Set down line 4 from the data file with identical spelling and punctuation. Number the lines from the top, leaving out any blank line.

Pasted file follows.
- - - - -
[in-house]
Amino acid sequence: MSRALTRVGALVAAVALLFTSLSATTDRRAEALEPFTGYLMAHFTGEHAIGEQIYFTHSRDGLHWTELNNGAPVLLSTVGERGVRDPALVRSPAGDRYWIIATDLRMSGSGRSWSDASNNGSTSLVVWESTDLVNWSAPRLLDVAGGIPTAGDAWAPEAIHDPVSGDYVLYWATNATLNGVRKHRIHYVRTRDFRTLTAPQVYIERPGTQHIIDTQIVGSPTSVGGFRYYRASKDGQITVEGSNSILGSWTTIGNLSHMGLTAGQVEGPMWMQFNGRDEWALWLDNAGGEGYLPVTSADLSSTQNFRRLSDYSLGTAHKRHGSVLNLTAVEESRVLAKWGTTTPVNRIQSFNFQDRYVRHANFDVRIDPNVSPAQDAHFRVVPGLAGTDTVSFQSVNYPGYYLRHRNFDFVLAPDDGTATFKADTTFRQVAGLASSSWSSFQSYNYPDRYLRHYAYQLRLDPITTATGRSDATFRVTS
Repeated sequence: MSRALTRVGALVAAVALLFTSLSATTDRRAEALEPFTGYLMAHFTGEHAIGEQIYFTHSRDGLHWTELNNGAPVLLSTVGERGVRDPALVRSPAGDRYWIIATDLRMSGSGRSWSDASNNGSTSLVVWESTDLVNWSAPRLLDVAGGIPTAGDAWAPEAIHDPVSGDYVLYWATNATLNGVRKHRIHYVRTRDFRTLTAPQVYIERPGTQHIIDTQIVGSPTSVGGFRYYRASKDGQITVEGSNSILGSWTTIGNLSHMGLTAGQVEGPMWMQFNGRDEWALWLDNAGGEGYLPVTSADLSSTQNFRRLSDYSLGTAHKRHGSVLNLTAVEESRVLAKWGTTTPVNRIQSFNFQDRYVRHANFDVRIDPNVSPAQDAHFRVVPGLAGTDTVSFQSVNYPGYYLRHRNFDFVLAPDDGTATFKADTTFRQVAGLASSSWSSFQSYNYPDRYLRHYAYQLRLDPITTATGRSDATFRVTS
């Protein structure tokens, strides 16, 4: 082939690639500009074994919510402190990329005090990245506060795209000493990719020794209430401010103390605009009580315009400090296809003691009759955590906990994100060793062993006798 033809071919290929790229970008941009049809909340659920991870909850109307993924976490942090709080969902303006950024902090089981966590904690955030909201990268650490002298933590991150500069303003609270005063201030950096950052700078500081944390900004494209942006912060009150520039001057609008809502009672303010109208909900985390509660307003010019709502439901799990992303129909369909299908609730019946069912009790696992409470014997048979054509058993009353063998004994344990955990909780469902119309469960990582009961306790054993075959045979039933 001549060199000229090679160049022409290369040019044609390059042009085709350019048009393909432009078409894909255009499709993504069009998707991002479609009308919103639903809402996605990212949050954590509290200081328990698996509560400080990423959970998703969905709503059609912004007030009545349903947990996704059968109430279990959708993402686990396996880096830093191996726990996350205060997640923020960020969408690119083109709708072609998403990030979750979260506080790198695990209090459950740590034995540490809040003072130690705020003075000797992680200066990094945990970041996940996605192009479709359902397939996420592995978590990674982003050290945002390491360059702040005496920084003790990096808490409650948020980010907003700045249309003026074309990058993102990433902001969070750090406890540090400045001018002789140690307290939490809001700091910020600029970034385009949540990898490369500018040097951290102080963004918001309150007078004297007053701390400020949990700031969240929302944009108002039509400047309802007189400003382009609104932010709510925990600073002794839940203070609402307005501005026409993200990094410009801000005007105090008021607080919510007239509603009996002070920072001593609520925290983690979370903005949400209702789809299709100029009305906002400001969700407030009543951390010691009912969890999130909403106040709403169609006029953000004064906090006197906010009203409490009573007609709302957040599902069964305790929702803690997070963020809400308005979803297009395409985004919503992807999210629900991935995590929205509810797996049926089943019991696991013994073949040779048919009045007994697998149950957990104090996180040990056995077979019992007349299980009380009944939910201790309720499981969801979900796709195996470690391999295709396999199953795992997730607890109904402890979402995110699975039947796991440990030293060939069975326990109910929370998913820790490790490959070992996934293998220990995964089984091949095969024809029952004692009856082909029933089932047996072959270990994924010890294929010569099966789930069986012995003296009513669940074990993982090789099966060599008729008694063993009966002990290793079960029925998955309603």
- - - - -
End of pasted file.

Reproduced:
């Protein structure tokens, strides 16, 4: 082939690639500009074994919510402190990329005090990245506060795209000493990719020794209430401010103390605009009580315009400090296809003691009759955590906990994100060793062993006798 033809071919290929790229970008941009049809909340659920991870909850109307993924976490942090709080969902303006950024902090089981966590904690955030909201990268650490002298933590991150500069303003609270005063201030950096950052700078500081944390900004494209942006912060009150520039001057609008809502009672303010109208909900985390509660307003010019709502439901799990992303129909369909299908609730019946069912009790696992409470014997048979054509058993009353063998004994344990955990909780469902119309469960990582009961306790054993075959045979039933 001549060199000229090679160049022409290369040019044609390059042009085709350019048009393909432009078409894909255009499709993504069009998707991002479609009308919103639903809402996605990212949050954590509290200081328990698996509560400080990423959970998703969905709503059609912004007030009545349903947990996704059968109430279990959708993402686990396996880096830093191996726990996350205060997640923020960020969408690119083109709708072609998403990030979750979260506080790198695990209090459950740590034995540490809040003072130690705020003075000797992680200066990094945990970041996940996605192009479709359902397939996420592995978590990674982003050290945002390491360059702040005496920084003790990096808490409650948020980010907003700045249309003026074309990058993102990433902001969070750090406890540090400045001018002789140690307290939490809001700091910020600029970034385009949540990898490369500018040097951290102080963004918001309150007078004297007053701390400020949990700031969240929302944009108002039509400047309802007189400003382009609104932010709510925990600073002794839940203070609402307005501005026409993200990094410009801000005007105090008021607080919510007239509603009996002070920072001593609520925290983690979370903005949400209702789809299709100029009305906002400001969700407030009543951390010691009912969890999130909403106040709403169609006029953000004064906090006197906010009203409490009573007609709302957040599902069964305790929702803690997070963020809400308005979803297009395409985004919503992807999210629900991935995590929205509810797996049926089943019991696991013994073949040779048919009045007994697998149950957990104090996180040990056995077979019992007349299980009380009944939910201790309720499981969801979900796709195996470690391999295709396999199953795992997730607890109904402890979402995110699975039947796991440990030293060939069975326990109910929370998913820790490790490959070992996934293998220990995964089984091949095969024809029952004692009856082909029933089932047996072959270990994924010890294929010569099966789930069986012995003296009513669940074990993982090789099966060599008729008694063993009966002990290793079960029925998955309603």